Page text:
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Thermoelectric Generators for Defense Applications Primary Investigator: Daniel Allen Presenter: John C. Bass Sponsor: TACOM-ARDEC, Picatinny Arsenal TRI-SERVICE.

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Presentation on theme: "Thermoelectric Generators for Defense Applications Primary Investigator: Daniel Allen Presenter: John C. Bass Sponsor: TACOM-ARDEC, Picatinny Arsenal TRI-SERVICE."— Presentation transcript:

1 Thermoelectric Generators for Defense Applications Primary Investigator: Daniel Allen Presenter: John C. Bass Sponsor: TACOM-ARDEC, Picatinny Arsenal TRI-SERVICE POWER EXPO July 2003

2 Agenda Background in Thermoelectrics Picatinny Program  Radio Isotope Program  Milliwatt Generators  Molten Salt Generator  Watt Generator  Swedish Generator Advanced Materials  Quantum Well Background  Recent Test Program Summary

3 Picatinny SBIR Program Alternative Energy Source for Illumination Mortar Site Illumination  Tritium Fueled RTG  Fossil Fueled Generator  Phase Change Heat Source 1-2 Watt Generator  Battery Replacement Generators Up to 25 Watts  Battery Charging  Logistic Fuel

4 Products 40 milliWatt Modules for Space Applications HZ-14 HZ milliWatt Modules for Micro Air Vehicle (MAV)

5 Army’s Needs Replacement for radioluminescent lamps Battery replacement for small electronics associated with indirect fire weapons Portable battery charger/battery replacement for soldier power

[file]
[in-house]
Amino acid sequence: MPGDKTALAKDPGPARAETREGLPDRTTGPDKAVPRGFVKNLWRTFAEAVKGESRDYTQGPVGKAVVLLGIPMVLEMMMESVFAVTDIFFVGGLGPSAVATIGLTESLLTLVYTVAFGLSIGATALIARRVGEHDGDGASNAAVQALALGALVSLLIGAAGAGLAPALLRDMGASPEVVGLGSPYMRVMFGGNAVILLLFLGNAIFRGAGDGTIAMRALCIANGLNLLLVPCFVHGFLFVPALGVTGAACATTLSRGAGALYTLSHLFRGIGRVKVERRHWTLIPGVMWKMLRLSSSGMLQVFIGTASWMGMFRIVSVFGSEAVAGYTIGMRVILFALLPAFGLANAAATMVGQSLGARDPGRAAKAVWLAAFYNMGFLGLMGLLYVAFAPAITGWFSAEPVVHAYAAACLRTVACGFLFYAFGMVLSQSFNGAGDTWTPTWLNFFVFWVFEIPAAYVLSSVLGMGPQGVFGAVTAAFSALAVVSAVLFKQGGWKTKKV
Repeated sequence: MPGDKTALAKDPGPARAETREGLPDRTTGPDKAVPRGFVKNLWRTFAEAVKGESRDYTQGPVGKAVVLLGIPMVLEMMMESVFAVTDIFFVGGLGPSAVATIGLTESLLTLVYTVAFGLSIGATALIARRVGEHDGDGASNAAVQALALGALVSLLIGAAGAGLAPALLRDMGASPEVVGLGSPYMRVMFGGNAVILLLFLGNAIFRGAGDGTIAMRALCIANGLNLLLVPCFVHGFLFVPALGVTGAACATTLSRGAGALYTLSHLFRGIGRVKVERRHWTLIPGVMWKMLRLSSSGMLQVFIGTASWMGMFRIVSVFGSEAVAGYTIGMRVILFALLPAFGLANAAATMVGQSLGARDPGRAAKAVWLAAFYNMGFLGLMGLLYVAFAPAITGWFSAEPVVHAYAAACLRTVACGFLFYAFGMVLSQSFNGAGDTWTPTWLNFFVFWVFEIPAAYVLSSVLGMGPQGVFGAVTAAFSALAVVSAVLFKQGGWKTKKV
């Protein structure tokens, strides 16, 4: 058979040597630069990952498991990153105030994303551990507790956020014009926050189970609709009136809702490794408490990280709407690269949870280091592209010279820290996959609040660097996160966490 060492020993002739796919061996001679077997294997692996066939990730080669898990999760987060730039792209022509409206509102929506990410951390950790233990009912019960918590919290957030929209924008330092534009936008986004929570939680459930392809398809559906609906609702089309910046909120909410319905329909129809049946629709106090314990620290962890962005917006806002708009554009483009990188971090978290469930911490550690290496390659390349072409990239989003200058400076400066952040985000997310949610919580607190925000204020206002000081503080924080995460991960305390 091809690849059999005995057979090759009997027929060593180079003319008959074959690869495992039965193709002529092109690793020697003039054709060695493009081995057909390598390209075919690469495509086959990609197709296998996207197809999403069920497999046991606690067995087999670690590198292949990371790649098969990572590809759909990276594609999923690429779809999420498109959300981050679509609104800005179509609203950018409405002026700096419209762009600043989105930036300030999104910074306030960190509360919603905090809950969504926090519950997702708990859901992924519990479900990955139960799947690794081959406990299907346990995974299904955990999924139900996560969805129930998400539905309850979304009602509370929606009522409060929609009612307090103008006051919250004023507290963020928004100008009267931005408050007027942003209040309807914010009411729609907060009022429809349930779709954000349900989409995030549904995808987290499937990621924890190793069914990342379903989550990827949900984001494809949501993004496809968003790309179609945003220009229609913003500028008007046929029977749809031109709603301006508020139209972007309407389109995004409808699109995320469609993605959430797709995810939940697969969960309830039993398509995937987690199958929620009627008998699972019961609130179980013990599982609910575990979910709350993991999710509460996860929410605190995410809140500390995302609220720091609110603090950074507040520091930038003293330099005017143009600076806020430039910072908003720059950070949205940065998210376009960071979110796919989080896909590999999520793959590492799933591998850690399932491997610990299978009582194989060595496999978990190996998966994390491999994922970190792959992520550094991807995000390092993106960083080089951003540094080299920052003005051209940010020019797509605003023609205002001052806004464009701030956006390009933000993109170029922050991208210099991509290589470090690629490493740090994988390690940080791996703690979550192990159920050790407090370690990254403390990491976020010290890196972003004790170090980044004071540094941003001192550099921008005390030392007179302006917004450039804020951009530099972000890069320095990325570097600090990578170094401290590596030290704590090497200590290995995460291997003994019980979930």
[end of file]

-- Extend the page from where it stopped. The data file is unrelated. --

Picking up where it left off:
6 Phase I - Radioisotope Generator In development for NASA/DOE for Mars surface weather station network PHU: 1 W Pu mW output

7 Driving Factors Use logistics fuel Rugged, reliable, long life Minimum specific power (W/kg) Minimum specific energy (W-hr./kg) Minimum specific volume (W-hr/1) Low price, low operating & support cost Environmentally friendly

8 Generator vs. Battery

9 Phase I – Example Application

10 Task 7 – Tritium Heat Source Development It was determined in the Phase I Option that radioisotopes appear not to be economically viable in this application, and so this task has been put on lowest priority.

11 Task 5 – Milliwatt Generator Design (module) 300 mW Actual power 360 mW Generator output 5V T H /T C 260ºC / 70ºC Fuel consumption 40 mg//min Input heat 33 W Conversion efficiency 1.2% Ref. module efficiency 4% Est. burner efficiency 30%

12 Task 5 – Milliwatt Generator Generator #5B Generator #6 & #7

13 Task 5 – Milliwatt Generator Generator #8

14 Task 5 – Milliwatt Generator Generator Cold Side Heat Exchanger Weight, Grams # #5A & #5B155.4 #6 & # #8aluminum foil 21.7 fan 15.5 total 37.l2

15 Task 5 – Milliwatt Generator

16 Task 5 – Milliwatt Generator Generator #8 Features “Hair Curler” butane burner Graphite foam hot side heat exchanger Aerogel insulation Foam aluminum cold side heat exchanger Swiss-made miniature efficient fan Capability of 100 W-hr/kg

17 Thermoelectric Generator

18 Tasks 1-4 – STEG-2 Power output, gross 4.5W –Cooling fan 1.2W –Combustion fan 0.06W –Fuel pump 0.10W –DC-DC converter 0.47W Power output, net 2.7W Fuel consumption 0.5ml/min Input heat 250W TH / TC260ºC / 60ºC Fuel conversion efficiency, net 1.1% gross 1.8% Ref. module efficiency 4% Fuel energy to module 45%

19 Tasks 1-4 – STEG-3

20 Tasks 1-4 – STEG “Slot” burner developed by Altex Technologies Corp.